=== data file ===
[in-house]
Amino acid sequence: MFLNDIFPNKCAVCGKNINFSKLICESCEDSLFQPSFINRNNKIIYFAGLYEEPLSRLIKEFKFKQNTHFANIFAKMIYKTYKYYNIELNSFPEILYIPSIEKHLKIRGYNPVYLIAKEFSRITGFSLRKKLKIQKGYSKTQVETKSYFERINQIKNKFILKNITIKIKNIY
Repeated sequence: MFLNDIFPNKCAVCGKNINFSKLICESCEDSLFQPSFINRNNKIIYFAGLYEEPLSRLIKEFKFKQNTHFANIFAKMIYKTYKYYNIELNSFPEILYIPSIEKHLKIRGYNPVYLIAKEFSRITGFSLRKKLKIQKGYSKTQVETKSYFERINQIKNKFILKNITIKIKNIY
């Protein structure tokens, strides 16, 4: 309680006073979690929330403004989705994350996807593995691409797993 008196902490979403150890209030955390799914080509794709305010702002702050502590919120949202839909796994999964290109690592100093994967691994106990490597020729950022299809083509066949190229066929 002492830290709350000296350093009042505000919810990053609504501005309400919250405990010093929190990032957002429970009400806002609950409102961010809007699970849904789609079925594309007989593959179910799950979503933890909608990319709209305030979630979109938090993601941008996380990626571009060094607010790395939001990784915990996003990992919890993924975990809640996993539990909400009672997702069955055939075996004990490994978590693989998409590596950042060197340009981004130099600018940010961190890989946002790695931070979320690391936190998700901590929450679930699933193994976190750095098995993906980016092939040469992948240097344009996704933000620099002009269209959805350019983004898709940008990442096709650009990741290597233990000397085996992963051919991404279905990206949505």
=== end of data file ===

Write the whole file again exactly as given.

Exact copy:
[in-house]
Amino acid sequence: MFLNDIFPNKCAVCGKNINFSKLICESCEDSLFQPSFINRNNKIIYFAGLYEEPLSRLIKEFKFKQNTHFANIFAKMIYKTYKYYNIELNSFPEILYIPSIEKHLKIRGYNPVYLIAKEFSRITGFSLRKKLKIQKGYSKTQVETKSYFERINQIKNKFILKNITIKIKNIY
Repeated sequence: MFLNDIFPNKCAVCGKNINFSKLICESCEDSLFQPSFINRNNKIIYFAGLYEEPLSRLIKEFKFKQNTHFANIFAKMIYKTYKYYNIELNSFPEILYIPSIEKHLKIRGYNPVYLIAKEFSRITGFSLRKKLKIQKGYSKTQVETKSYFERINQIKNKFILKNITIKIKNIY
């Protein structure tokens, strides 16, 4: 309680006073979690929330403004989705994350996807593995691409797993 008196902490979403150890209030955390799914080509794709305010702002702050502590919120949202839909796994999964290109690592100093994967691994106990490597020729950022299809083509066949190229066929 002492830290709350000296350093009042505000919810990053609504501005309400919250405990010093929190990032957002429970009400806002609950409102961010809007699970849904789609079925594309007989593959179910799950979503933890909608990319709209305030979630979109938090993601941008996380990626571009060094607010790395939001990784915990996003990992919890993924975990809640996993539990909400009672997702069955055939075996004990490994978590693989998409590596950042060197340009981004130099600018940010961190890989946002790695931070979320690391936190998700901590929450679930699933193994976190750095098995993906980016092939040469992948240097344009996704933000620099002009269209959805350019983004898709940008990442096709650009990741290597233990000397085996992963051919991404279905990206949505």